Bird feeding provides enjoyment to millions of North Americans each year. When proper feeding methods are followed, both humans and birds derive benefits from feeders.
More than 40% of people in the United States regularly feed birds. Scientific studies have determined that whether intentional (bird feeders) or not (landfills or loose garbage), feeding birds increases the risk of spreading an infectious disease.
To help you in your hobby, we’ve assembled some simple and basic do’s and don’ts to steer you on the right course.
🟢 To select a proper site for your bird feeder, choose a location that’s either less than three feet or more than 30 feet away from a window. Both help birds avoid accidental crashes.
🟢 You can buy one suet cake at a time, but it can get expensive. A better way to go is to buy in bulk. This way, you will be set for a few months. Plus, you will be saving money at the same time.
🟢 Disinfect feeders by scrubbing with a weak bleach solution (one part bleach to nine parts warm water) every few weeks, more often in summer or rainy periods. Rinse and allow feeders to dry before refilling.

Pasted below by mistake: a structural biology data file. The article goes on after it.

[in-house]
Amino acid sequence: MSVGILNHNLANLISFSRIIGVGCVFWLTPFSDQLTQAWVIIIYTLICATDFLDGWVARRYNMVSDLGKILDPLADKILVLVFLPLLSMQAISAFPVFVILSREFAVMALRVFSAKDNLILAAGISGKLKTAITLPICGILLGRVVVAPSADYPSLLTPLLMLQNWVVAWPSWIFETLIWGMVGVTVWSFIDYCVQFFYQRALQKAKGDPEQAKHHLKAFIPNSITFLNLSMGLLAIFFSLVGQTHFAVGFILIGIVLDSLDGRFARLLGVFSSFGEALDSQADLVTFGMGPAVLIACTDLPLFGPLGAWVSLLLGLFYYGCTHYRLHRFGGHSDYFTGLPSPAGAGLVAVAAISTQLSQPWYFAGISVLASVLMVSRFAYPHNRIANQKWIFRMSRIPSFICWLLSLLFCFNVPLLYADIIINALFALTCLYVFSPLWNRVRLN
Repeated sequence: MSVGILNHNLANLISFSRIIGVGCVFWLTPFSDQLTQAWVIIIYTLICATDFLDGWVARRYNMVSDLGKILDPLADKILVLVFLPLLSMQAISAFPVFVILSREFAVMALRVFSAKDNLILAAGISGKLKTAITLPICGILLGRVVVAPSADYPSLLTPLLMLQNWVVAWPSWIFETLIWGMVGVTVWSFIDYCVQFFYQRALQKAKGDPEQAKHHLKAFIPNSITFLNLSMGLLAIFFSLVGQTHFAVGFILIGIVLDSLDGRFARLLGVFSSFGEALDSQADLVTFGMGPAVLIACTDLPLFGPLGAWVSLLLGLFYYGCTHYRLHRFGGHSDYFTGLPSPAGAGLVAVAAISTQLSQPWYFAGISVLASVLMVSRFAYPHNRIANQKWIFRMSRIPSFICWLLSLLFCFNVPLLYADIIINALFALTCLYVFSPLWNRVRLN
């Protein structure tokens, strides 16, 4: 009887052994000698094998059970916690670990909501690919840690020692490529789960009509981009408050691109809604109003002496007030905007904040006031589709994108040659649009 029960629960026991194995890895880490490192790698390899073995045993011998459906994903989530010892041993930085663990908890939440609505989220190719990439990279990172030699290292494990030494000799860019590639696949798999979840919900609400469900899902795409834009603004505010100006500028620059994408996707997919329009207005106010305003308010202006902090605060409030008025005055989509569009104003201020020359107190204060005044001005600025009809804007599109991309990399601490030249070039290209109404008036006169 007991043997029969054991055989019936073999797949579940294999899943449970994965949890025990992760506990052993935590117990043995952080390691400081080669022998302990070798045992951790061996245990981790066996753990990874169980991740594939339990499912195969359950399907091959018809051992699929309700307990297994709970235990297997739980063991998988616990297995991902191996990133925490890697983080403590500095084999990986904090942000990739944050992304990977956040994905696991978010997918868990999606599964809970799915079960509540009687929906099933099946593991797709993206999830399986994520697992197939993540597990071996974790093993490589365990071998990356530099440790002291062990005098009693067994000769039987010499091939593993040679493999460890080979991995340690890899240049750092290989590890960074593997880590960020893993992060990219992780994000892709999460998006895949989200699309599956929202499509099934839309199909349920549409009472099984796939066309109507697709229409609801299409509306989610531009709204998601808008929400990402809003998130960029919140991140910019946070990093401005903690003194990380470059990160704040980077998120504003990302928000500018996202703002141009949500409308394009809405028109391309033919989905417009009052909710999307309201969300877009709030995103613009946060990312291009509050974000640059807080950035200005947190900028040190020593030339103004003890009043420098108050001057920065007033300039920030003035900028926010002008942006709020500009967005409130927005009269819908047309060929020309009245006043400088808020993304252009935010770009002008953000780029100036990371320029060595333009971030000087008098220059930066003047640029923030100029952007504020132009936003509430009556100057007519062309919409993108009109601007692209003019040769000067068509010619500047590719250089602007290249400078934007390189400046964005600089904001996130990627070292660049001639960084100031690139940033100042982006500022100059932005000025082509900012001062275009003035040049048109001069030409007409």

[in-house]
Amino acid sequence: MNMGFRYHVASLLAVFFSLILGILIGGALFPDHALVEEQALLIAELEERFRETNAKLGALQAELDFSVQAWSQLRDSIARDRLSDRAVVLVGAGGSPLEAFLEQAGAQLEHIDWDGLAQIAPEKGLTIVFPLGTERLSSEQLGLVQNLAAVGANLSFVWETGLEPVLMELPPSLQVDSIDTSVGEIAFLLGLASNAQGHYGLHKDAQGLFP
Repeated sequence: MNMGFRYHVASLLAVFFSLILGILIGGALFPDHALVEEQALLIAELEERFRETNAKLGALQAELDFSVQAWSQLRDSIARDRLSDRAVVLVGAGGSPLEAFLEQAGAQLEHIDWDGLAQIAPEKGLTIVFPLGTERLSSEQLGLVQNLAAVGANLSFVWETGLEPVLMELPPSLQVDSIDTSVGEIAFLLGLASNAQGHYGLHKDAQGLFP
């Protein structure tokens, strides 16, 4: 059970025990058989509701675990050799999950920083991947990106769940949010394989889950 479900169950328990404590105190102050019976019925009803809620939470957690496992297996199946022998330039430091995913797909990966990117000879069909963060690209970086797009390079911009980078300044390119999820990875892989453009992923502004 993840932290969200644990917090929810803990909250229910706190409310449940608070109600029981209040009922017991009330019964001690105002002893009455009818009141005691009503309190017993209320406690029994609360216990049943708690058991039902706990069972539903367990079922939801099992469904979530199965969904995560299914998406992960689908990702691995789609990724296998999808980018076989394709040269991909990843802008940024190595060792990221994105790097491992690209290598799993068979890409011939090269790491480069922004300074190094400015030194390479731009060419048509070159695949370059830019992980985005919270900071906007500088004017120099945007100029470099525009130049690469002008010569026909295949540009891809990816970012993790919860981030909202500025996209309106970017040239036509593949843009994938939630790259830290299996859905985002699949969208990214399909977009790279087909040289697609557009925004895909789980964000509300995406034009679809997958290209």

🟢 No garden? No problem! Many bird feeders can be fastened directly to a window. Try installing one near where your kids eat breakfast so it feels like you’re all eating together.
🟢 If your suet does get old, it’s probably time to freshen it up. In general, suet is fine for a long time (and birds will often eat it up before it’s old), but weather can affect the quality. If you notice the birds coming to your suet and then leaving, it probably needs to be freshened.
🟢 Place the feeder near a bush or tree to give the birds a safe spot if a predator shows up.
🟢 Black-oil sunflower seed is the most widely used birdseed, popular with the greatest number of bird species. Its thin shell and large nutmeat are ideal for most feeder species.
🔴 Avoid stocking your feeder with foods birds wouldn’t encounter naturally in the wild, especially if they’re processed. No crackers, crisps, raw meat, pet food, honey, or bacon fat either. Peanut butter is an exception to the rule and is generally OK to feed birds. And NO bread!
🔴 Don’t allow large amounts of seed to become wet, as on platform feeders.
🔴 Don’t put out more seed than can be eaten by the birds by nightfall, especially where raccoons, opossums, bears, deer, or rodents are a problem.
🔴 Don’t use grease, oil, petroleum jelly, or similar substances on your feeder poles or wires to thwart squirrels, ants, or other feeder-raiding creatures. If these substances come into contact with bird feathers they are impossible for the bird to preen or wash out.
I hope you’ve found this guide on what to feed birds in the winter useful! Have fun and do remember to report back here and let me know what birds you have seen in your garden!